How do you keep your portable gear charged when you're off the grid? What happens when the power outlets no longer work? What if there are no power outlets? Does everything have to grind to a halt as we revert back to banging the rocks together?
I spent last week on a remore island off the coast of Wales, UK, where there was no power (and, for that matter, no running water and no proper sanitation). And while I made the trip in order to disconnect from the endless, unrelenting fire hose that is the Internet for a few days, I still wanted to be able to make use of my smartphone, tablet, and e-reader.
I wanted disconnection, but on my own terms. And with a few bits of kit, I managed to achieve that.
Not having access to functioning power outlets meant I had two options. I could generate electricity myself, or cart power with me.
To make sure that all my bases were covered, I chose both options. Generators were out of the question, so I had to get creative.
While I didn't have the space to take a generator with me on the trip, but what I could take with me were solar panels to collect power, and then use battery packs to store the power.
Note that while I'm talking here about a vacation that took me off the grid, most of this information is applicable to situations where you're forced off the grid (for example, by a storm or zombie apocalypse, although in this situation my primary power supply would be a generator), or have to work while away from the infrastructure you're used to.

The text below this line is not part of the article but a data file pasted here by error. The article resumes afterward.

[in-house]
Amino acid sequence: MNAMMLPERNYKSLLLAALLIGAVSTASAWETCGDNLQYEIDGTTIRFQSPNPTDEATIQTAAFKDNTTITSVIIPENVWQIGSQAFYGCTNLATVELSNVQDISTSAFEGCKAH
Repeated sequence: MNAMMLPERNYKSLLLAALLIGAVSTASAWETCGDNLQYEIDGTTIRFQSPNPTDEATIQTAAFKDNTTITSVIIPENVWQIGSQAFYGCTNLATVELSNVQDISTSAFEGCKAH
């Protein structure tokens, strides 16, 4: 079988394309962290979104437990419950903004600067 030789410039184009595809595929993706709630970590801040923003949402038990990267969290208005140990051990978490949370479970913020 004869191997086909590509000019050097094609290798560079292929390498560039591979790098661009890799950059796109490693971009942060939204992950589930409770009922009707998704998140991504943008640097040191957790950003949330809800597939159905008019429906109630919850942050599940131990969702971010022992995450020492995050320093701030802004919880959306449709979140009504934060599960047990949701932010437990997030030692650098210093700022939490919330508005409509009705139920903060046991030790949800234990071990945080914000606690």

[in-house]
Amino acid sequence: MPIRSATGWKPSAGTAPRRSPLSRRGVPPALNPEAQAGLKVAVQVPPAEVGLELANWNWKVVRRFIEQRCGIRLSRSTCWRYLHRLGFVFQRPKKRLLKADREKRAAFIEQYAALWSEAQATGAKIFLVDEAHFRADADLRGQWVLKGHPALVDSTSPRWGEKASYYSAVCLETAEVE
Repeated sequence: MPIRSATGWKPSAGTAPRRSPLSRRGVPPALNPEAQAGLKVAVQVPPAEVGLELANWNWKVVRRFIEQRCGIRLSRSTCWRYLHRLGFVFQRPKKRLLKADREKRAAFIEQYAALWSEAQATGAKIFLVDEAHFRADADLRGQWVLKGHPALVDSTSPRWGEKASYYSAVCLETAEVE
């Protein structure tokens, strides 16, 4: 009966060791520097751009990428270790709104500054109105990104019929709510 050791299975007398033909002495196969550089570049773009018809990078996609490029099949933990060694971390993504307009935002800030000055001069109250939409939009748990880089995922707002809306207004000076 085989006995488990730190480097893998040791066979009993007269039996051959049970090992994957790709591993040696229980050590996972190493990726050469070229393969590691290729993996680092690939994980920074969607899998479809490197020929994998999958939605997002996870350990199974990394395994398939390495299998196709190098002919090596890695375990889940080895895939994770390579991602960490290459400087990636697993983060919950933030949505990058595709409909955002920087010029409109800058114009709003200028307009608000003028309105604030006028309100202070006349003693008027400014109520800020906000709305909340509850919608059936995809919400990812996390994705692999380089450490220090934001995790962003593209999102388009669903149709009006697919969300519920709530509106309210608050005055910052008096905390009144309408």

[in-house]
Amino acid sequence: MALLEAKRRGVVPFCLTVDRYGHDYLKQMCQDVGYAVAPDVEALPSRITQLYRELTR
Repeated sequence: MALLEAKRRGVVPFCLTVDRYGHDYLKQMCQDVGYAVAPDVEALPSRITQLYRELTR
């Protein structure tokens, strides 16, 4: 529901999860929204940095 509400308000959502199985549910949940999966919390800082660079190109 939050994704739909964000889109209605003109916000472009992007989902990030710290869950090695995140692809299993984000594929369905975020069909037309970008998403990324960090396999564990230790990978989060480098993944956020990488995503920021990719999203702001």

I took with me on the trip three different solar panels. At the small end, I took a couple of Powermonkey Explorer packs which consist of a 5W/200mA (under ideal conditions) solar panel hooked up to a 2200mAh Li-Ion power packs. These devices come with a myriad of connectors (but they don't come with a Lightning connector for Apple's new iDevices, so I had to make sure to take my megabucks cable with me) are ideal for low-drain devices such as e-readers and rechargeable LED flashlights.
To cover the higher-end power demands I also took with me a Powermonkey Extreme pack. This is a 5W (again, depending on conditions) solar panel hooked up to a 9000 mAh Li-Ion power pack. This rugged power pack can output USB 5V 700MAh and 12V DC port 800mAh, making it perfect for a broad range of kit, even obscure devices such as Iridium handsets. This is a pro-grade, hardcore piece of kit that's waterproof, dustproof, and impact resistant.
While I was testing the kit at the PC Doc HQ the solar panels on the Powermonkey devices looked rather small, especially when you consider how lame the UK sun can be at the best of times, so in order to kick my photon harvesting up a notch I augmented the Powermonkey solar panels with a 7W (5V x 1400mA) Portapow solar panel. While being only 8-inch by 6.5-inch folded, this panel has the kick needed to charge high-capacity Li-Ion power packs such as those manufactured by New Trent.
OK, so I had my solar panels, and I had my power packs. Here's what I did with this gear.
Here are a few other random tips for traveling with electronics.